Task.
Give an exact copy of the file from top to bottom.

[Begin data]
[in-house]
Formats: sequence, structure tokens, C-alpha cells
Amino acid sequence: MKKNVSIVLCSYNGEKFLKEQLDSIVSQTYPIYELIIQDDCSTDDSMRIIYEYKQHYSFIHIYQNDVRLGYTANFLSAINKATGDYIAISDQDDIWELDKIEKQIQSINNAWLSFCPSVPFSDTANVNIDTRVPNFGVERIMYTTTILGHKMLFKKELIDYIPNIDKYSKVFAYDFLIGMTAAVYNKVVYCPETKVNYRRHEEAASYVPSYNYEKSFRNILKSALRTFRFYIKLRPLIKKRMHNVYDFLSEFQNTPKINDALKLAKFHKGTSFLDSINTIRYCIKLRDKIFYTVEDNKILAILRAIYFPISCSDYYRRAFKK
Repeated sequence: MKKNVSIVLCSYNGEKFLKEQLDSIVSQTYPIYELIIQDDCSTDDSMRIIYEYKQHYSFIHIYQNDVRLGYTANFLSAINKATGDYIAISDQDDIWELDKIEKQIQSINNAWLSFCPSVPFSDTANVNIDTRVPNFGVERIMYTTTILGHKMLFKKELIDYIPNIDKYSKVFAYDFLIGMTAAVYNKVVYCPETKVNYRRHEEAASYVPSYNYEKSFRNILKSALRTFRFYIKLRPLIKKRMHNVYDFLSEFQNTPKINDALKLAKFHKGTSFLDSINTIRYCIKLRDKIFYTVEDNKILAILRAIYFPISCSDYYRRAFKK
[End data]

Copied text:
[in-house]
Formats: sequence, structure tokens, C-alpha cells
Amino acid sequence: MKKNVSIVLCSYNGEKFLKEQLDSIVSQTYPIYELIIQDDCSTDDSMRIIYEYKQHYSFIHIYQNDVRLGYTANFLSAINKATGDYIAISDQDDIWELDKIEKQIQSINNAWLSFCPSVPFSDTANVNIDTRVPNFGVERIMYTTTILGHKMLFKKELIDYIPNIDKYSKVFAYDFLIGMTAAVYNKVVYCPETKVNYRRHEEAASYVPSYNYEKSFRNILKSALRTFRFYIKLRPLIKKRMHNVYDFLSEFQNTPKINDALKLAKFHKGTSFLDSINTIRYCIKLRDKIFYTVEDNKILAILRAIYFPISCSDYYRRAFKK
Repeated sequence: MKKNVSIVLCSYNGEKFLKEQLDSIVSQTYPIYELIIQDDCSTDDSMRIIYEYKQHYSFIHIYQNDVRLGYTANFLSAINKATGDYIAISDQDDIWELDKIEKQIQSINNAWLSFCPSVPFSDTANVNIDTRVPNFGVERIMYTTTILGHKMLFKKELIDYIPNIDKYSKVFAYDFLIGMTAAVYNKVVYCPETKVNYRRHEEAASYVPSYNYEKSFRNILKSALRTFRFYIKLRPLIKKRMHNVYDFLSEFQNTPKINDALKLAKFHKGTSFLDSINTIRYCIKLRDKIFYTVEDNKILAILRAIYFPISCSDYYRRAFKK